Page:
Date line: Evergreen Heights, the Big Brown House, January 30th and 31st 2012
Photo: Pop. Erwin A. Thompson. (photo by Janet Grace Riehl)
The story so far: I’m part of a three-person family care team that works to keep my father at home with dignity and independence. Pop lives in the house where he grew up, raised his children, nursed his wife for five years before her death, and now plays out the end game of his life. We each have our jobs. My brother focuses on business. I do my younger daughter thing. My niece lives next door to the Big Brown House and tracks all things medical. Pop’s doctor is only a phone call or a text away. He is prone to Heart Thingies—more accurately known as “atrial fibrillations” or “A-fibs” for short. “Thus, the background,” as my father would say.
Monday, January 30th
The phone rings. I throw off my warm covers and lunge to answer it. Who on earth calls at this time in the morning? “Have his vitals changed?” I recognize the voices of my father’s doctor and then my niece Diane as they consult over the phone. I rush downstairs to my father’s bedroom. My niece turns her head from the phone. “Give me five minutes.” I retreat upstairs, splash my face with cold water, and pull on some clothes before my niece arrives with the update.
“He’s been in A-fib since 2 a.m. He called us at 5. His vitals are low. Dr. Miller wanted to talk to him directly, so she called the house. It’s a hard way for you to wake up.”
I trot downstairs. Pop looks up from his bed. “I’m still here. We’ll make it.”
“That’s what we like to hear.” I touch my forehead to his and inhale deeply. The smell comforts me.
I text my brother. “Daddy in A-fib since 2. Now back to sleep. Everyone is doing their part. I slept until Dr. Miller called the home phone to talk to daddy.”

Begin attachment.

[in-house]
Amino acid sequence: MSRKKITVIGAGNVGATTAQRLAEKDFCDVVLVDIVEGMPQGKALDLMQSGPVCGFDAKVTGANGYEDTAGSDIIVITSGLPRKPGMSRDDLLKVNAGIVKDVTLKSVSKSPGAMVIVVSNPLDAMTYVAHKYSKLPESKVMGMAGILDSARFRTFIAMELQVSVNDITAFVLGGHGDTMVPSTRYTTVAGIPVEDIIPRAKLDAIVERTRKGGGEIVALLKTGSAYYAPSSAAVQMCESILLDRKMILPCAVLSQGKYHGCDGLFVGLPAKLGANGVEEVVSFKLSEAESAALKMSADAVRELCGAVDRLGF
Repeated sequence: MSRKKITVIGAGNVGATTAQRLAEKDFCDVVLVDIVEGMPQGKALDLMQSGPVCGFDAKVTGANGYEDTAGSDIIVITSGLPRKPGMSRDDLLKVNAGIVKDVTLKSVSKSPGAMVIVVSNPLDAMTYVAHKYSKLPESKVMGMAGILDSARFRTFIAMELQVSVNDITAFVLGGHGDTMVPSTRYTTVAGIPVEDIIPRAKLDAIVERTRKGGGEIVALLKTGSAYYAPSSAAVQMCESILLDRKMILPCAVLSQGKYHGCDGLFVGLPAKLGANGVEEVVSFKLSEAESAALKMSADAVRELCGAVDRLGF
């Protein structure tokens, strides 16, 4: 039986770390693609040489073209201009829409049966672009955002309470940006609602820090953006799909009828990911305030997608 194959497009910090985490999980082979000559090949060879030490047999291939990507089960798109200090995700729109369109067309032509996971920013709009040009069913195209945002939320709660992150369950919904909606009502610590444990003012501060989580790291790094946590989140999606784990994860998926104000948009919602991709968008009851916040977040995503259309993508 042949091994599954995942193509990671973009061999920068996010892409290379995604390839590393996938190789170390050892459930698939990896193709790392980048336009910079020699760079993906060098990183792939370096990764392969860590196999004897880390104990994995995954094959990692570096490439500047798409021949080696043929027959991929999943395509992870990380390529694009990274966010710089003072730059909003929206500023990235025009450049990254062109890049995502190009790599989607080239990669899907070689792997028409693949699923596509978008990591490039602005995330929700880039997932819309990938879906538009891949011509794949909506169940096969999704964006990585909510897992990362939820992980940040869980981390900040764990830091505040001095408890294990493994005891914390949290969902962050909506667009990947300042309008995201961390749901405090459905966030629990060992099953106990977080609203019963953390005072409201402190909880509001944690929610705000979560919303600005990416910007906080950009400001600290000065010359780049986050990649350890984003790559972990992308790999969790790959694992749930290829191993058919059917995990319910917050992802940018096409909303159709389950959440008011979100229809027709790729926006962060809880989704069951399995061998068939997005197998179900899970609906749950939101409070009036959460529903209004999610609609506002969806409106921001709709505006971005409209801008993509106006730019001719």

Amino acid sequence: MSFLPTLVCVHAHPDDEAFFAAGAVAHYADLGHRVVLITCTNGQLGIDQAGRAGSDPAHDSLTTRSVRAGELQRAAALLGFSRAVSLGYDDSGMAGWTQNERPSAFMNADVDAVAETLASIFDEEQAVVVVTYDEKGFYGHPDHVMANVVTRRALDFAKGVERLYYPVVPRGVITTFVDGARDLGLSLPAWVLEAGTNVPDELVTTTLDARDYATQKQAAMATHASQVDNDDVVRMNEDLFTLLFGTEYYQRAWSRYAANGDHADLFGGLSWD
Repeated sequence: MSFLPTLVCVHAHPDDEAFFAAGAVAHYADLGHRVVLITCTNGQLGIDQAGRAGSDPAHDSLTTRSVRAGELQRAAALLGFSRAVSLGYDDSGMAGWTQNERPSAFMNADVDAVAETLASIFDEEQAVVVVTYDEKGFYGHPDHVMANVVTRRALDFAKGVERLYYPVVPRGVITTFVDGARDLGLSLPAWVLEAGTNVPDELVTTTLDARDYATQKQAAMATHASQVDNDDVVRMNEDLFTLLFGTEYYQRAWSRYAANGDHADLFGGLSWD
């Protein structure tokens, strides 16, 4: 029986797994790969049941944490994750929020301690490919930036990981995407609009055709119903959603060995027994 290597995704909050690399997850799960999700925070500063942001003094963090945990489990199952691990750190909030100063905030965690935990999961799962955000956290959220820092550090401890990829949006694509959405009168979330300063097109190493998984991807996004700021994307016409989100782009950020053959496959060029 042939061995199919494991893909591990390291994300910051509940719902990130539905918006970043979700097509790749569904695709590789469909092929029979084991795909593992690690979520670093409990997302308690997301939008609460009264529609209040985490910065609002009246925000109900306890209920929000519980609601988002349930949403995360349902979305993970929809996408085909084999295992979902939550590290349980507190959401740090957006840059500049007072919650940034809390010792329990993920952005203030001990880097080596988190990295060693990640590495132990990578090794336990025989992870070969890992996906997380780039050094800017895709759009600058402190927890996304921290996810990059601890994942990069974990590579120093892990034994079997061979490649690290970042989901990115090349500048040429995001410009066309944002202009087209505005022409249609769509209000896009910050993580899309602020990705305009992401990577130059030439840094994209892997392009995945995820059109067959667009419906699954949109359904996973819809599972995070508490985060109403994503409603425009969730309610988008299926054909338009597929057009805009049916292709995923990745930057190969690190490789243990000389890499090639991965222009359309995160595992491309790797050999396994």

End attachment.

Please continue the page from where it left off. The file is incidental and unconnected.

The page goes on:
“Call me when you can.” I do. He comes down from the Upper Brown Cottage.
Thus begins a day of watching and waiting. The A-fib continues, and continues, and continues. Afternoon finds Pop sacked out in his chair. My niece—an expert on the mortgage lending crisis—hunches over her laptop. Her makeshift desk is his desk. Our long dining room table is piled high with his projects: historical clippings, photos in binders awaiting commentary, a novel-in-progress, and whittled critters in all stages of completion.
I poke my head in from the kitchen where I’m making ginger cookies. “How’s it going?”
“His pulse is still rapid and erratic.”
Since his big heart thingy on New Year’s Eve Day, the A-fibs just keep a comin’. For the past four years they’ve usually lasted 6 to 9 hours, now they go on and on. Amazingly he snaps back, but each time his heart gets weaker.
“I need to go on some errands, but I can sit with him when I get back,” I say.
When I do, Pop’s pulse is slower and more regular. He eats a bit and then takes his medicine. It’s not quite over, but the crisis has passed. My niece goes home.
Tuesday, January 31st
“How are you?”
“Not too good. I can’t get a reading on my blood pressure or my pulse.” He keeps a blood pressure rig by his bed and records the readings every half hour. If he can’t get a reading, then he’s definitely in A-fib.